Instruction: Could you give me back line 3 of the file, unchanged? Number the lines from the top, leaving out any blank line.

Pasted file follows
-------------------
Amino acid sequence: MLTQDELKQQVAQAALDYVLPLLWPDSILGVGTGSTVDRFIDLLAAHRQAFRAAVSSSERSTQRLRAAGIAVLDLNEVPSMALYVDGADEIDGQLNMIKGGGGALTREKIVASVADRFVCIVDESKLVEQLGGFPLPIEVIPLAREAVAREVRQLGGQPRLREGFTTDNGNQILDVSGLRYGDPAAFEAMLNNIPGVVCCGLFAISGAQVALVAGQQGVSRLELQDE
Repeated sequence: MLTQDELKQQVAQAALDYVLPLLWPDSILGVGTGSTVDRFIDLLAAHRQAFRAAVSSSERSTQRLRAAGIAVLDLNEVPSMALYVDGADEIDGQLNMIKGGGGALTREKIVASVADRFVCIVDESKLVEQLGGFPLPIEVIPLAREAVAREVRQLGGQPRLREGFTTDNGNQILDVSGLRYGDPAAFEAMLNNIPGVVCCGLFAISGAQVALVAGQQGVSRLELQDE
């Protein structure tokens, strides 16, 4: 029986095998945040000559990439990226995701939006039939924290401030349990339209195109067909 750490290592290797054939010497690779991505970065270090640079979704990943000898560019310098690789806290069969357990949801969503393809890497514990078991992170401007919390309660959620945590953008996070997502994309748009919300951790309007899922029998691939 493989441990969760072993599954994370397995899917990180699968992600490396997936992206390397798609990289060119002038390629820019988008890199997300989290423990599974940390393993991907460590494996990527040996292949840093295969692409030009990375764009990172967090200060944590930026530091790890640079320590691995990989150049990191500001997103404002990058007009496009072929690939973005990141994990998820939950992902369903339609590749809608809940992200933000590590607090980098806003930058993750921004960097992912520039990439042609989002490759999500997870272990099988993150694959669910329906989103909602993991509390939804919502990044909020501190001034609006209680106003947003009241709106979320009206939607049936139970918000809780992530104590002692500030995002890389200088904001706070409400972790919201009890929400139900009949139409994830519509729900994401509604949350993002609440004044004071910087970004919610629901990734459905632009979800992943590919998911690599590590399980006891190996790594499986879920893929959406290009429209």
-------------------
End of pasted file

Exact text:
């Protein structure tokens, strides 16, 4: 029986095998945040000559990439990226995701939006039939924290401030349990339209195109067909 750490290592290797054939010497690779991505970065270090640079979704990943000898560019310098690789806290069969357990949801969503393809890497514990078991992170401007919390309660959620945590953008996070997502994309748009919300951790309007899922029998691939 493989441990969760072993599954994370397995899917990180699968992600490396997936992206390397798609990289060119002038390629820019988008890199997300989290423990599974940390393993991907460590494996990527040996292949840093295969692409030009990375764009990172967090200060944590930026530091790890640079320590691995990989150049990191500001997103404002990058007009496009072929690939973005990141994990998820939950992902369903339609590749809608809940992200933000590590607090980098806003930058993750921004960097992912520039990439042609989002490759999500997870272990099988993150694959669910329906989103909602993991509390939804919502990044909020501190001034609006209680106003947003009241709106979320009206939607049936139970918000809780992530104590002692500030995002890389200088904001706070409400972790919201009890929400139900009949139409994830519509729900994401509604949350993002609440004044004071910087970004919610629901990734459905632009979800992943590919998911690599590590399980006891190996790594499986879920893929959406290009429209």